On one particularly memorable night Billy Ryan, my next door neighbor, lay on the cement floor of my garage primed for levitation. He made his body rigid while we gathered around him and placed two fingers from each hand under his head, torso and limbs. We’d managed to lift him to chest height when he fidgeted and the inevitable happened. Billy was young. The savvier subjects knew to fidget early in the process because levitations always ended with the subject collapsed in a heap on the garage floor. The longer you stayed stock still, the higher we hoisted you. After Billy’s crash landing, it was time to get down to business.

Ours was a garage without a car. We sat in a rough circle on the floor among hand push lawn mowers, baskets for plant debris, and stacks of clay flower pots. Sinister looking hedge and hand clippers hung on the wall casting ominous shadows and setting the mood. The garage had a single small window and two large wooden doors. In hushed tones we debated who should be summoned that evening. I must not have had much interest in the chosen subject, because I quickly grew bored and slipped unnoticed back to the house.

Having finished straightening up after dinner, my mother had settled down at the kitchen table to enjoy a cigarette and the latest copy of Readers’ Digest. Her body language signaled that she was taking a break from motherhood, so I went in search of my father who could often be found in the evening tinkering in his basement workshop.

“So where are all the kids tonight?”

“They’re at the séance in the garage.”

“And why aren’t you there? You always like that kind of thing.”

“I don’t know… it’s really crowded. And lately nothing ever seems to happen.”

My mother was from Irish stock and prone to histrionics. My father was her opposite. His family hailed from Scotland where people tended to be a little stingy with their emotions. But as my father spread wood glue on a sanded plank and applied a clamp to his project, a smile played on his lips. “Well, if you like, we could make your séance a little more interesting.”

And we did.

My father and I climbed out of the cellar via the bulkhead door which emptied us just steps from the garage window. As we crept to the window and stood by the cinderblock wall of the garage, we could hear the sound of young voices raised in incantation. My father placed his hand very close to the glass and slowly began moving it back and forth. For one long moment the invocations to the spirit world stopped and there was dead silence. And then a howl erupted that would honestly have raised the dead had they not already been lingering around on standby. The shrieks of two dozen children mingled and rose like a mushroom cloud. Then came groans and blunted thuds as body propelled against body in a desperate scramble for the door. We discovered later that Billy Ryan had barely made it out. Still nursing his wounds from the levitation, he had just missed being trampled in the stampede.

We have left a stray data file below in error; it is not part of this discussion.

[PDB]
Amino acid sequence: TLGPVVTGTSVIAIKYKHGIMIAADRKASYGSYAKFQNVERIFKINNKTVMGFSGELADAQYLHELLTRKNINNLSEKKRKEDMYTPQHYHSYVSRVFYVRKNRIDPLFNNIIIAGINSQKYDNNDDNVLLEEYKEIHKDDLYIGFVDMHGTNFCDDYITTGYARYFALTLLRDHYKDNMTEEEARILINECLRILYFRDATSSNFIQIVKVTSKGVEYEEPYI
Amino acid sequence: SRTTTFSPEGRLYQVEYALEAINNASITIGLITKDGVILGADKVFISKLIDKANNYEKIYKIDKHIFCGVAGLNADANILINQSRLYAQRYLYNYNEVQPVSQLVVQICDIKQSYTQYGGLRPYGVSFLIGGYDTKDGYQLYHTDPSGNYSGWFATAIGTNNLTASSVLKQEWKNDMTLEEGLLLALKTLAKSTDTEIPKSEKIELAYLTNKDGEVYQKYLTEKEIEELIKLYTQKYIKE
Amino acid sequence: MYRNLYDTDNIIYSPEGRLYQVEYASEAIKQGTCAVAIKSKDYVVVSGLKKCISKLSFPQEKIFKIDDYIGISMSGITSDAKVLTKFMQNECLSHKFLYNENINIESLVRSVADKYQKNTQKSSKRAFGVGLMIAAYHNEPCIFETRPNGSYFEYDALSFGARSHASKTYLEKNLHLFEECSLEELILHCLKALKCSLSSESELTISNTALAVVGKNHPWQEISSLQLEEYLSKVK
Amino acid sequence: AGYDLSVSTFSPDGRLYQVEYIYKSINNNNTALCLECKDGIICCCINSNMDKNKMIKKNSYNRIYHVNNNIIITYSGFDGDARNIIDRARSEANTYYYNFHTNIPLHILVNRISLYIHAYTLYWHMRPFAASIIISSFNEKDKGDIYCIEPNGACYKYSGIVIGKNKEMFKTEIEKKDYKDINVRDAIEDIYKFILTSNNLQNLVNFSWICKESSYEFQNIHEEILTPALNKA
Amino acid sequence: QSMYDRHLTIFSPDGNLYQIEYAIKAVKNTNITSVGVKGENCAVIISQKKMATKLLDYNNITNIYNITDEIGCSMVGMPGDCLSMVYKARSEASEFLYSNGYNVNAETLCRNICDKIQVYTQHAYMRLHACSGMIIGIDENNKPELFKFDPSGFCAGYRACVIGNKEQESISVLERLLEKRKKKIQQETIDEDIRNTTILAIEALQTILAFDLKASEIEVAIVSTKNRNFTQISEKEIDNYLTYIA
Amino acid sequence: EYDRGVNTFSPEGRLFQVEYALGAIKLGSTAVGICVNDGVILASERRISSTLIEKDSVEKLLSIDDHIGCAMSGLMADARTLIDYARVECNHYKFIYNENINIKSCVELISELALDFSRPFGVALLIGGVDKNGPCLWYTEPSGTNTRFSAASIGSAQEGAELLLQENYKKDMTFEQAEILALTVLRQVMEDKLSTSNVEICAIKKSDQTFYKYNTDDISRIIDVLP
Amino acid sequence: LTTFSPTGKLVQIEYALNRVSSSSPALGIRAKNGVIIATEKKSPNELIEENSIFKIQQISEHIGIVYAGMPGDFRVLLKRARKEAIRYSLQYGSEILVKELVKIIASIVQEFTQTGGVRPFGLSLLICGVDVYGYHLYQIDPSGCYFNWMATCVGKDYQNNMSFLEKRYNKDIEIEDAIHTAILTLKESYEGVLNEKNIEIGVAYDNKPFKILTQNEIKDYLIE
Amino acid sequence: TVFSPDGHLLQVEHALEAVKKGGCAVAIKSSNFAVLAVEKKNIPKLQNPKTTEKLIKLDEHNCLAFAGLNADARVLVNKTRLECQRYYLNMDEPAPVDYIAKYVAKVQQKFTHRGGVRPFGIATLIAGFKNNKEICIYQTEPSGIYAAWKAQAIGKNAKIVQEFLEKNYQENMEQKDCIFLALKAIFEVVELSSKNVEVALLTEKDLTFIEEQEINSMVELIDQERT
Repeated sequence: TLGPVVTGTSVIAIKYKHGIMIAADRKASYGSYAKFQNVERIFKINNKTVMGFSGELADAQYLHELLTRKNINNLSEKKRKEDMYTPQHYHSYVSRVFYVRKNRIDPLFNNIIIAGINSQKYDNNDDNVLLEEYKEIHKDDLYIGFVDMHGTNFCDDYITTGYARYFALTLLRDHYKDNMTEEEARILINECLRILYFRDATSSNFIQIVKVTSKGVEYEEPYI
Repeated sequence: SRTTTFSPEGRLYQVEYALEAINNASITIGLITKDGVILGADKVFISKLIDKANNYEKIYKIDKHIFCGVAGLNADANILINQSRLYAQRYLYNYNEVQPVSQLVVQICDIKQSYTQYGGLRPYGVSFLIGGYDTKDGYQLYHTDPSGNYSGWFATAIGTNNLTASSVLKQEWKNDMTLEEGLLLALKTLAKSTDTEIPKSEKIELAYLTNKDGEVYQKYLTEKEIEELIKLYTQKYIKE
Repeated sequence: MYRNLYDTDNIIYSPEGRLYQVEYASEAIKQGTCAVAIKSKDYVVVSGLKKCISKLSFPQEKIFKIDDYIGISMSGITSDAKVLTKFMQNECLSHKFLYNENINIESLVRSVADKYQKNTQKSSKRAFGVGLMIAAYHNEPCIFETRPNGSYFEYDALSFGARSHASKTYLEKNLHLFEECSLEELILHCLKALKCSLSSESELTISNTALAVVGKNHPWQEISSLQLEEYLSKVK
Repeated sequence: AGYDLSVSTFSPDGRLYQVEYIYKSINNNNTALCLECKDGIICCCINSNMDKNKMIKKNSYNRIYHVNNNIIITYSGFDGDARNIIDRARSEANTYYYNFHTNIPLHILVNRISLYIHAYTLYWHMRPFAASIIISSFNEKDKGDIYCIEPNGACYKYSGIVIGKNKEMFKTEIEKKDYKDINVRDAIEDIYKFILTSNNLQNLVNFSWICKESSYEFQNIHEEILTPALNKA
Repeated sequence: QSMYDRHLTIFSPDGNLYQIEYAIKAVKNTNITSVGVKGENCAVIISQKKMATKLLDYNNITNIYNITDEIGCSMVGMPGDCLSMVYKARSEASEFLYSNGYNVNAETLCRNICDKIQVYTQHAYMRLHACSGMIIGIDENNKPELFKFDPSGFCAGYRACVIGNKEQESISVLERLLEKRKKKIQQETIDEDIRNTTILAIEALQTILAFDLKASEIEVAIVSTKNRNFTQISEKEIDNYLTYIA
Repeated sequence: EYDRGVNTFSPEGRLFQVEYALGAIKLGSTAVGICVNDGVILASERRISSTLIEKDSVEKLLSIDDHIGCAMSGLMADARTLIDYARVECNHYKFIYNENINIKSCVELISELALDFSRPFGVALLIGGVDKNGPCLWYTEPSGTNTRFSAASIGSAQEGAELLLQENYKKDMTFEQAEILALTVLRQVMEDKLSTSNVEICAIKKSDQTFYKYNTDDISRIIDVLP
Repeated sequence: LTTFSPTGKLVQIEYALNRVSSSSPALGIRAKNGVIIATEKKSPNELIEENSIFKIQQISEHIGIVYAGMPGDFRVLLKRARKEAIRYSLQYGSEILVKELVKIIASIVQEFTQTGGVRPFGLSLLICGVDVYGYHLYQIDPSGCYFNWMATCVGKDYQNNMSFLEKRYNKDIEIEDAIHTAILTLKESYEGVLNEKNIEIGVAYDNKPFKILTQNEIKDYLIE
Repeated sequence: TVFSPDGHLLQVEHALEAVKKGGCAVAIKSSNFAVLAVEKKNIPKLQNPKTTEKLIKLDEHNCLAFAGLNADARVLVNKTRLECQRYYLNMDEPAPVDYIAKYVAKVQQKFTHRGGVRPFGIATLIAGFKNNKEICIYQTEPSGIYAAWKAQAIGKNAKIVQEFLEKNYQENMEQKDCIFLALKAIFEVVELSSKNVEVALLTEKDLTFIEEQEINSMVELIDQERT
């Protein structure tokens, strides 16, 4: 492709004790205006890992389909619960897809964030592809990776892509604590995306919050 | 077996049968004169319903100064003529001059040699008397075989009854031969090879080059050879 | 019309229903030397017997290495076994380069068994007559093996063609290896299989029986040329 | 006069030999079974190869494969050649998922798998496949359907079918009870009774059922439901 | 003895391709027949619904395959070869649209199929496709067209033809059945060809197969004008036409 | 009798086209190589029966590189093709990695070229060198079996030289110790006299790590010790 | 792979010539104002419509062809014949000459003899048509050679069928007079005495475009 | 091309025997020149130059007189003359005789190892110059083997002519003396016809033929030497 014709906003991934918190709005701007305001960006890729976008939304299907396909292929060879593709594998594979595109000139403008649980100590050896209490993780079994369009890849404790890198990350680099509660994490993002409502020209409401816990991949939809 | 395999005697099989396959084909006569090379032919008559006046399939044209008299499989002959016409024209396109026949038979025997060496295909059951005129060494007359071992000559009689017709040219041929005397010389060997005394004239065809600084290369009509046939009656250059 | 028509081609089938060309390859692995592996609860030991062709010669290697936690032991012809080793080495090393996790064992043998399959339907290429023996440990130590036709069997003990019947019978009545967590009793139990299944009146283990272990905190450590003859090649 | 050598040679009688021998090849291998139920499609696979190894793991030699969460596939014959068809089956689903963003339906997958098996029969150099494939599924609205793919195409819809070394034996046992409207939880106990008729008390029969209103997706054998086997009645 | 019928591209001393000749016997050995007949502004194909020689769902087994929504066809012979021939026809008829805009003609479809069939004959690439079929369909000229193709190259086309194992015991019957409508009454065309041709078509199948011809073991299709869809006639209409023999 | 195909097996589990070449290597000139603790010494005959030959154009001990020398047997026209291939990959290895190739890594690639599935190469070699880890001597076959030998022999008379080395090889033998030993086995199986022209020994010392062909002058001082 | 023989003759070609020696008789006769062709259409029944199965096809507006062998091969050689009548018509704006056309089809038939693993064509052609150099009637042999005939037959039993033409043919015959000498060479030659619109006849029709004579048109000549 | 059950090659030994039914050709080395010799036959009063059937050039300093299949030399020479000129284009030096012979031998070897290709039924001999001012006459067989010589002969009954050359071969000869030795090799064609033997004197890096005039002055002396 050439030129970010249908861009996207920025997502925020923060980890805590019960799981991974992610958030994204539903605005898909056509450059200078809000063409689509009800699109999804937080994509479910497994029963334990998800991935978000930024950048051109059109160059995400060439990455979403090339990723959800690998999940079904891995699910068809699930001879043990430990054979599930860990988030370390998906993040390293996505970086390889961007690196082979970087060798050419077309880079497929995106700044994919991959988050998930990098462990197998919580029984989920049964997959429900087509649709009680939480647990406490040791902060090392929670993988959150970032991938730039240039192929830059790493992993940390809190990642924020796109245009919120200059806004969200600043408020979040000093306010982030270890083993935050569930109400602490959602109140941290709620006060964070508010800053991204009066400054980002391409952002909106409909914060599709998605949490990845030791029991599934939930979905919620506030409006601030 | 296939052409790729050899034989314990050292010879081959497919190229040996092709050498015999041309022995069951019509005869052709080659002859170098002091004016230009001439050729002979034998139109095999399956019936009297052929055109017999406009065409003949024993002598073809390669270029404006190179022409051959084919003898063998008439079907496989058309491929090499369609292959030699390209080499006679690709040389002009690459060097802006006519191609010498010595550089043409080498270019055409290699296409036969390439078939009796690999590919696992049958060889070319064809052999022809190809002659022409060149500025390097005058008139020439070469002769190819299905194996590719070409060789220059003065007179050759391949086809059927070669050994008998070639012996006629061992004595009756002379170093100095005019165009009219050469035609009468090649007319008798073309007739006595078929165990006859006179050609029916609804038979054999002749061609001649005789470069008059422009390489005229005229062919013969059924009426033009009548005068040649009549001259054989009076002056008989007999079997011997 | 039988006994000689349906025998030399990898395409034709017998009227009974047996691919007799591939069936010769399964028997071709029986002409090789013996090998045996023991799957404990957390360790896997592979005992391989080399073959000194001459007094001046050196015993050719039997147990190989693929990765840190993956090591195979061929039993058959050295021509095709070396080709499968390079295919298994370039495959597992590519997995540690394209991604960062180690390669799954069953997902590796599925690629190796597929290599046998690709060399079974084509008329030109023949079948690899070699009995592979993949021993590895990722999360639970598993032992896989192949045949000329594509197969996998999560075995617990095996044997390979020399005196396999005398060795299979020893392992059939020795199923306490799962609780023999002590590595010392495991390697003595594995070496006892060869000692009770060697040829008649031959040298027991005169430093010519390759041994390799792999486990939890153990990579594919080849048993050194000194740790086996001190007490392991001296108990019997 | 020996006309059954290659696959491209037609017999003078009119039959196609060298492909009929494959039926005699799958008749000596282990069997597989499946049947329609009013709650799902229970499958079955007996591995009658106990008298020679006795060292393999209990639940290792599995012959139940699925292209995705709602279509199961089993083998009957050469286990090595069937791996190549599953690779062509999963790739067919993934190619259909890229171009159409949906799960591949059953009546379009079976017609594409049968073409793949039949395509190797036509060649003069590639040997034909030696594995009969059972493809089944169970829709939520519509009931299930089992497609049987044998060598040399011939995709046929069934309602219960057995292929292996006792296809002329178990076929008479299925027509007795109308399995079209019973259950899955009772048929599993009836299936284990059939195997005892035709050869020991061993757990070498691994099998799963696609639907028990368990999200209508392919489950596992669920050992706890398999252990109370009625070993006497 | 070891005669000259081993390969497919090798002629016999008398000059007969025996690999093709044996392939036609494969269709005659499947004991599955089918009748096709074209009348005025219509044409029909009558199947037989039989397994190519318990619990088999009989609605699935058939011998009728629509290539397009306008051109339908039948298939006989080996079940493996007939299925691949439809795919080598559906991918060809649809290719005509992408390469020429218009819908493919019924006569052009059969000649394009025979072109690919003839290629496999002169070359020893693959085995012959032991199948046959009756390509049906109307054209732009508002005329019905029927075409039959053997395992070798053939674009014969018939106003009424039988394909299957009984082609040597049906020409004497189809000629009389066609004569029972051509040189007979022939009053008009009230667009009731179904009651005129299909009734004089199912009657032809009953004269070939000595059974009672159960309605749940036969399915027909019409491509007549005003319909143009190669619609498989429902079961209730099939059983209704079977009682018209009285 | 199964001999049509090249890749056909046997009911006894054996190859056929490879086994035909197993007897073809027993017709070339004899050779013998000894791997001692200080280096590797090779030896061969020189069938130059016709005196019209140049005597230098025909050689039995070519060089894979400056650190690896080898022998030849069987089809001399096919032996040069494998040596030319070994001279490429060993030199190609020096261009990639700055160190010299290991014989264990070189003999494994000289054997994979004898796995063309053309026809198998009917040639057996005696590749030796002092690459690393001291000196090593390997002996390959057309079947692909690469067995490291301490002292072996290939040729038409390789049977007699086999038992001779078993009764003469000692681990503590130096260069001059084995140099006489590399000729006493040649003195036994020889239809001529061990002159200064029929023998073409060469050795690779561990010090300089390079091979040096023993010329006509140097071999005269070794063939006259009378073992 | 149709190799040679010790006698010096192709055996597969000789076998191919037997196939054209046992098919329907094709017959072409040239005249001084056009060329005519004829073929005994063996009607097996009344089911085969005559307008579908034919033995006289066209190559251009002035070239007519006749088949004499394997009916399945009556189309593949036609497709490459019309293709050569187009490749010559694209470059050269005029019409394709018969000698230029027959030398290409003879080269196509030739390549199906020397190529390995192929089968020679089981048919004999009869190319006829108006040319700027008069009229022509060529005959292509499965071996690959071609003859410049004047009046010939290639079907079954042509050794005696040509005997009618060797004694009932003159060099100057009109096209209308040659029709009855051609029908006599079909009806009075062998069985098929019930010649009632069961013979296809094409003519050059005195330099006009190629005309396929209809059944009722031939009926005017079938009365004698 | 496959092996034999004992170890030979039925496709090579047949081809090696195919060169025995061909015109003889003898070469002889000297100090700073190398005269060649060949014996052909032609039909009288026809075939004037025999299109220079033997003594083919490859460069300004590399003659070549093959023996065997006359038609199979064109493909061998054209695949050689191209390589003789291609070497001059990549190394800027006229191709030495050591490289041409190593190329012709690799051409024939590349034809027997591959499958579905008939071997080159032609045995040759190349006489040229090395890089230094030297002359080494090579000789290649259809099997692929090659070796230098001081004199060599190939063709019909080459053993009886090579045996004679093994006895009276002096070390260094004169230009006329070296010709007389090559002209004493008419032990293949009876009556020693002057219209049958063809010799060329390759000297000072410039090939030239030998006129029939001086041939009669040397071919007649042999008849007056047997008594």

My father and I melted back into the darkness of the cellar. As we settled back onto our stools, we could hear the sound of my sister Rosemary as she careened through the front door. “We saw a bony hand at the garage window!” she shrieked. I collapsed in convulsive laughter.

To calm Rosemary’s near hysteria my father quickly admitted to our prank. The story soon spread far and wide. During the rest of that lazy summer other adults interrupted our ghost conjuring with all sorts of shenanigans and we soon grew bored with our pastime. Our success rate had skyrocketed, but we knew it was unearned due to parental interference. It was important to maintain some professional pride. We moved on to other equally enriching pastimes.

When I think about childhood my mind often wanders back to that haunting summer. During our many hours ministering to dead souls, my sister and I learned that death could visit without so much fanfare, but by then we’d left our spiritualist days behind us. Time, like ghosts, is slippery. The neighborhood kids all grew up and went off in different directions, but fundamentally none of us changed that much. If I were to use my powers to summon them back to the old neighborhood and I conducted an informal poll, I believe most would stand behind our old conjuring record. A statesman communing through the veil of a ruffled curtain is not an event to be taken lightly. After some spirited debate, we’d probably agree that we’d been on to something.


Jane Donaldson has, up till now, only had one piece published (a fluke?) in the online publication Thread. Over the many years she has been a dog walker, a house cleaner, a soda jerk, a librarian, and a mother (roughly in that order). More recently she worked growing organic produce for a restaurant in Chicago, as well as doing various and sundry filthy things for the Chicago Botanic Garden.